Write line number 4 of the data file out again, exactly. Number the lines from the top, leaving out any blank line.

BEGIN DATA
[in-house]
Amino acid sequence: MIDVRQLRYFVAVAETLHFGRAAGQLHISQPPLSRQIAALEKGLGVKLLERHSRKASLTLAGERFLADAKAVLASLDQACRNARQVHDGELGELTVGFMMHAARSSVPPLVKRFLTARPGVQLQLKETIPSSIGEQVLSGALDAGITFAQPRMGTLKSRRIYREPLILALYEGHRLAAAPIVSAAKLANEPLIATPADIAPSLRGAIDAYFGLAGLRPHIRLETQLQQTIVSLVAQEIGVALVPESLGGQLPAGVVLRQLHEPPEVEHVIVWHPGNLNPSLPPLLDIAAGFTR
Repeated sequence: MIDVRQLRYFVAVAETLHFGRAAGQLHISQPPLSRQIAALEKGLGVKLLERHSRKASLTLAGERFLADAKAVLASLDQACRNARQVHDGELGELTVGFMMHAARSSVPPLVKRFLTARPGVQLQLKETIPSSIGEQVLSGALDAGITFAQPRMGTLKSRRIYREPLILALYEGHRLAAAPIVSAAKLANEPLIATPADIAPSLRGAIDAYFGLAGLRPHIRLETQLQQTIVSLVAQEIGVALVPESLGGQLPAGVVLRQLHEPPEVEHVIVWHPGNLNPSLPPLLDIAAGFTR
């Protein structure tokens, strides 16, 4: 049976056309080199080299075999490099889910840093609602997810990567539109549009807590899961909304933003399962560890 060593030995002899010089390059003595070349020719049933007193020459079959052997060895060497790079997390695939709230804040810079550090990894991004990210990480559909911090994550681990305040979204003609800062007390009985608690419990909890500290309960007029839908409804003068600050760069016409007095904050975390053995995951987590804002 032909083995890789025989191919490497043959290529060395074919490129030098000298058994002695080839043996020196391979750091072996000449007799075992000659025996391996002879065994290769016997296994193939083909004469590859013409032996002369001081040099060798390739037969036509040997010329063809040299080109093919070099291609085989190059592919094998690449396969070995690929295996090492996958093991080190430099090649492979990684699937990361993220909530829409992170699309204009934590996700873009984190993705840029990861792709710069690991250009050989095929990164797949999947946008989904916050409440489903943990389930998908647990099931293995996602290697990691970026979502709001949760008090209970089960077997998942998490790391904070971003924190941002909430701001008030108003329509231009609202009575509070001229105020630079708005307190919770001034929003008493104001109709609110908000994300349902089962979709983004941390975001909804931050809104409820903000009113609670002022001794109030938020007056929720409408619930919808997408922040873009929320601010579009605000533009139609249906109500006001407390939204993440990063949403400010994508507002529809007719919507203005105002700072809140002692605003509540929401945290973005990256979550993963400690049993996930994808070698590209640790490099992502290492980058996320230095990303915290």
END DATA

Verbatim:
């Protein structure tokens, strides 16, 4: 049976056309080199080299075999490099889910840093609602997810990567539109549009807590899961909304933003399962560890 060593030995002899010089390059003595070349020719049933007193020459079959052997060895060497790079997390695939709230804040810079550090990894991004990210990480559909911090994550681990305040979204003609800062007390009985608690419990909890500290309960007029839908409804003068600050760069016409007095904050975390053995995951987590804002 032909083995890789025989191919490497043959290529060395074919490129030098000298058994002695080839043996020196391979750091072996000449007799075992000659025996391996002879065994290769016997296994193939083909004469590859013409032996002369001081040099060798390739037969036509040997010329063809040299080109093919070099291609085989190059592919094998690449396969070995690929295996090492996958093991080190430099090649492979990684699937990361993220909530829409992170699309204009934590996700873009984190993705840029990861792709710069690991250009050989095929990164797949999947946008989904916050409440489903943990389930998908647990099931293995996602290697990691970026979502709001949760008090209970089960077997998942998490790391904070971003924190941002909430701001008030108003329509231009609202009575509070001229105020630079708005307190919770001034929003008493104001109709609110908000994300349902089962979709983004941390975001909804931050809104409820903000009113609670002022001794109030938020007056929720409408619930919808997408922040873009929320601010579009605000533009139609249906109500006001407390939204993440990063949403400010994508507002529809007719919507203005105002700072809140002692605003509540929401945290973005990256979550993963400690049993996930994808070698590209640790490099992502290492980058996320230095990303915290």